by Tommy Kirchhoff
Ah, Austria. Edelweiss, cute chalets, lederhosen. and the most kick-ass alpine
skiing system on the planet. Austria is to skiing what football is to the
U.S., what the martial arts are to China, and what surfing is to Hawaii. Everybody
skis in Austria, and the Austrians rule the sport of alpine ski racing. Suffice
it to say that if you are a ski enthusiast and are lucky enough to visit Austria,
you've made your trip to Mecca. It is the holy land of mountain descent, and
deserves to be considered as such.
Anyone willing to stand in the cold to watch a World Cup ski race should
know by now that the ski industry is full of egos. Oh ya-shop techs, lift-op
's, ski instructors, snow groomers, you name it. You can even hear ski tech
guys saying, "the racers all have about the same ability-it's how well their
skis are tuned that determines whether or not they win." Right.
This collective ego comes from tenure with the industry. After someone has
been around it for a few years and thinks he can talk the talk, he starts
to get proud. That's fine and dandy as long as he understands who really deserves
to have an ego. Alberto Tomba. Franz Klammer. Bode Miller. These guys have
egos so big that with a little snow and a rope tow, they'd have their own
Here's the deal: imagine that the ski industry is like a royal kingdom, rich
with history and etiquette. Then, think of guys like Herman Maier and Stefan
Eberharter as royalty (they'll like that). When you're in the royal kingdom,
you will be expected to behave as one of their subjects. The general rules
of behavior should have been learned as a neophyte to the sport-politeness
in lift lines, allowing the downhill skier the chivalrous right of way, etc.
The Royal Racecourse then becomes the highest court, and is reserved for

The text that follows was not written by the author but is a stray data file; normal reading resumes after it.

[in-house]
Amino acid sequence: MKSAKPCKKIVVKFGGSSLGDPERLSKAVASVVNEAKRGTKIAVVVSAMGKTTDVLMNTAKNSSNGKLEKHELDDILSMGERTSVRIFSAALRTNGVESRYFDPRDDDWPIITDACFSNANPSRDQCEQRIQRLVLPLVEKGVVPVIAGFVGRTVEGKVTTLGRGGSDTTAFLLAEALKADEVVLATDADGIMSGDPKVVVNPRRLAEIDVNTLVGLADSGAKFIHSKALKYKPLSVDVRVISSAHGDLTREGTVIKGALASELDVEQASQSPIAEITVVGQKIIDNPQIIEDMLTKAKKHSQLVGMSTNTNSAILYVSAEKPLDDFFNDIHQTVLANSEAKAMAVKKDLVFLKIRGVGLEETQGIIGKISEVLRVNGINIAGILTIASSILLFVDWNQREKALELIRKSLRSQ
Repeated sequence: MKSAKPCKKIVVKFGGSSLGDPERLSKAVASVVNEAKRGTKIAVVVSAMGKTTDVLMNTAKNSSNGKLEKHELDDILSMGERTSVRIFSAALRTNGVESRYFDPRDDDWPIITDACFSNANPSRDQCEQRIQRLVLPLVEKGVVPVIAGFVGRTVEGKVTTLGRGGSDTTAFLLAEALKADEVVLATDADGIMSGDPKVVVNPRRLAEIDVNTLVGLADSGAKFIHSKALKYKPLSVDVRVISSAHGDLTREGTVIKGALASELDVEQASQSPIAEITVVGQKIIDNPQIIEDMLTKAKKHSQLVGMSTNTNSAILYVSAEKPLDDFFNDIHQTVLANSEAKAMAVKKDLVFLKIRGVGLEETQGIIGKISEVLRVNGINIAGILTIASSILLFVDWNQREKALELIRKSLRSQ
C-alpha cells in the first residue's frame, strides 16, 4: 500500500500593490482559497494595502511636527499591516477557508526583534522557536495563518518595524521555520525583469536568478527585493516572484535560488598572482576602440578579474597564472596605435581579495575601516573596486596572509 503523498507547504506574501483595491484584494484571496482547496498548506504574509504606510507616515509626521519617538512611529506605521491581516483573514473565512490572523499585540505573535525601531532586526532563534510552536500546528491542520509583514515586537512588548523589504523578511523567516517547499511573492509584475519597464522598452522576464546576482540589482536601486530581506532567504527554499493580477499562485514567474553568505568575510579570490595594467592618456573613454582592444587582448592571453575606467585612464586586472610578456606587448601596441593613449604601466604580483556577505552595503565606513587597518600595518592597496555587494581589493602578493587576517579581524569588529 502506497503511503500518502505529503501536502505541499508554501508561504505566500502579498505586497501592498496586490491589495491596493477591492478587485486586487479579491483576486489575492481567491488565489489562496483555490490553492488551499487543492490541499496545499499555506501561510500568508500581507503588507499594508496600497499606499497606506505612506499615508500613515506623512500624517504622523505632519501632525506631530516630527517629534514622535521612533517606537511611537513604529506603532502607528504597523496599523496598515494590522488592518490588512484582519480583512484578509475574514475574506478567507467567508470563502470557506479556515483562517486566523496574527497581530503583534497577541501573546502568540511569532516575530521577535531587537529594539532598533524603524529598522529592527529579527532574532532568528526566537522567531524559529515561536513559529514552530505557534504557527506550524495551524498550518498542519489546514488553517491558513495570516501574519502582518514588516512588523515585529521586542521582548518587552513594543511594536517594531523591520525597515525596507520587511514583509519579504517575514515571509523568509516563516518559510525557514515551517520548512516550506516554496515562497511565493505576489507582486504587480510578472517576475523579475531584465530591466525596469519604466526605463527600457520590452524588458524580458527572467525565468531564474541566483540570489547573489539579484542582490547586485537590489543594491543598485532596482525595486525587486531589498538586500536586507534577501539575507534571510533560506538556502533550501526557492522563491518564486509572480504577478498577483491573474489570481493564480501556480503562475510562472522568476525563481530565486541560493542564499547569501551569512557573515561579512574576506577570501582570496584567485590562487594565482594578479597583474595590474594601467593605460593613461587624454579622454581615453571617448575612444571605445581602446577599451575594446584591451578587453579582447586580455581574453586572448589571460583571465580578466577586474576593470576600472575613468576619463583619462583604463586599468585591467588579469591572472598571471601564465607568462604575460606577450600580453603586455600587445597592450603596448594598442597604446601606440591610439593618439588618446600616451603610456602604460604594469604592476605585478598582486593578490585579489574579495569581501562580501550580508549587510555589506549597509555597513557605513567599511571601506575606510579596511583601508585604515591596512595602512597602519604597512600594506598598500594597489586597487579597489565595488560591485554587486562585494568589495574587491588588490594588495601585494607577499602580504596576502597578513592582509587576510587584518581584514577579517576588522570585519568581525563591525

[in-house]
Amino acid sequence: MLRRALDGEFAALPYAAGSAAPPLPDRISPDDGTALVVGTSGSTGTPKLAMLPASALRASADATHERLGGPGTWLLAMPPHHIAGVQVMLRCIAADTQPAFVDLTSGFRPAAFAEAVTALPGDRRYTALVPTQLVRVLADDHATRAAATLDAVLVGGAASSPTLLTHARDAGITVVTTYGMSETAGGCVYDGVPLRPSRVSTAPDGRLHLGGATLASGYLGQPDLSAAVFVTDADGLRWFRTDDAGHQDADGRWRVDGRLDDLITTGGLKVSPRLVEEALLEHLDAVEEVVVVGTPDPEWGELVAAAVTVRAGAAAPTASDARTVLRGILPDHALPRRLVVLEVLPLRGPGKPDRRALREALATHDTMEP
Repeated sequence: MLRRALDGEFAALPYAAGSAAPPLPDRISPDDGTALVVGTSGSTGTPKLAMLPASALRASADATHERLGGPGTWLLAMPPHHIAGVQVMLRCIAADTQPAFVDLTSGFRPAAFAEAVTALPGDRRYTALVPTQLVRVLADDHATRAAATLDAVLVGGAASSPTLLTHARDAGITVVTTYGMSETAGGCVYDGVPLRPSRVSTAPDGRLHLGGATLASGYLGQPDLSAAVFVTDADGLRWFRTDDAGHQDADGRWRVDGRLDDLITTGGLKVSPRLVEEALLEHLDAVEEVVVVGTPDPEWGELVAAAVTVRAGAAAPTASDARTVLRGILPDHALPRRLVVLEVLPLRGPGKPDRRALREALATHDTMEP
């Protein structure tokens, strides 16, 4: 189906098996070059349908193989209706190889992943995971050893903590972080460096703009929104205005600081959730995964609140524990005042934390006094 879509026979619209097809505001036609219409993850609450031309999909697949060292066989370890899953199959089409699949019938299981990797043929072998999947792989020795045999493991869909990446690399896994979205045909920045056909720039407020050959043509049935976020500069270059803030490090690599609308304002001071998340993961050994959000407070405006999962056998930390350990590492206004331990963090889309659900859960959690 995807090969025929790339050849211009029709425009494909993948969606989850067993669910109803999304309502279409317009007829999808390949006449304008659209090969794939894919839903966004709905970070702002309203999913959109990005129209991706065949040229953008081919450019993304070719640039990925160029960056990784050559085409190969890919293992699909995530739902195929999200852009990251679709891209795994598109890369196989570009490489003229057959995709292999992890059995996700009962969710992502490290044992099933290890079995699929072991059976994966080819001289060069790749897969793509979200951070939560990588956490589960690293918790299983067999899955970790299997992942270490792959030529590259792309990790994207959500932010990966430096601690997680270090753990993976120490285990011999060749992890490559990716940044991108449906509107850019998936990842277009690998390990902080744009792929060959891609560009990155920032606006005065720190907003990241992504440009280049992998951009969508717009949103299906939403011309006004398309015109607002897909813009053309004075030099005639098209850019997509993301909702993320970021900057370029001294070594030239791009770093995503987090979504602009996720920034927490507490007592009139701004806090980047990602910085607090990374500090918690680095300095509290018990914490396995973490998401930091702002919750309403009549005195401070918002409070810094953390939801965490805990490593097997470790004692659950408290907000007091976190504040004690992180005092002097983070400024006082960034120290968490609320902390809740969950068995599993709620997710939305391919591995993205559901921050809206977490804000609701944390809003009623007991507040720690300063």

only the most noble men and ladies. Here the rules change slightly. If you
are on the run where the course it set, but not actually racing, you must
constantly check uphill. The course is like the castle's red carpet, and the
on-course racer always has absolute right of way.
If a racer is on course, and someone below is in the way, you must yell,
"Course!" to politely inform him that the king is coming. If YOU are in or
near the course, and you hear, "Course!," you need to remove yourself briskly.
One must never duck ropes; ropes are there for good reasons. If you are a
race spectator, keep in mind that movement is distracting. Wait until any
racer passes before moving somewhere else. While a racer is on course, yelling
his or her name or "Up, up" are the most respectable forms of honoring this
It is gainful to stay very clear of the finish area. When the timing lights
are accidentally tripped, it's like farting in the palace-deathly faux pas.
On the other hand, if you are near the course starting gate, keep any comments
or questions to yourself. The Dukes and Ladies of Race are concentrating.
They always race in the same pair of underwear, take deathly serious 57 other
strange superstitions, and religiously practice one almighty pre-race sequence
to put them in the zone before they enter the start gate. If you disrupt this,
you'll probably get beheaded.
While they may not have quite the same reign as World Cup, resort pay courses
are quite luxurious, and great opportunities for status gain. Racecourse training
is highly recommended. NASTAR, town races and masters series can really improve
your ability and your savvy around a big race; race lessons from a real coach
are the best way to go.
If for any reason you are allowed to ski a pay course free of charge, keep
in mind that paying customers must always go first. With an event like the
World Cup, other smaller, training courses will be everywhere around the mountain.
They too follow the above rules. And one must never run an unknown course
without full permission from its King, and the obvious ability to do so competently.
The best rule of thumb is to watch the racers. Behave around a racecourse
the way they do. And if you do get the chance to talk to Lasse Kjus, he may
act like the biggest, stuck-up snob on the planet. Remember, he's earned that.
Just walk away all goofy-eyed and say, "Wow! I talked to Lasse Kjus-ruler
of the ski kingdom!"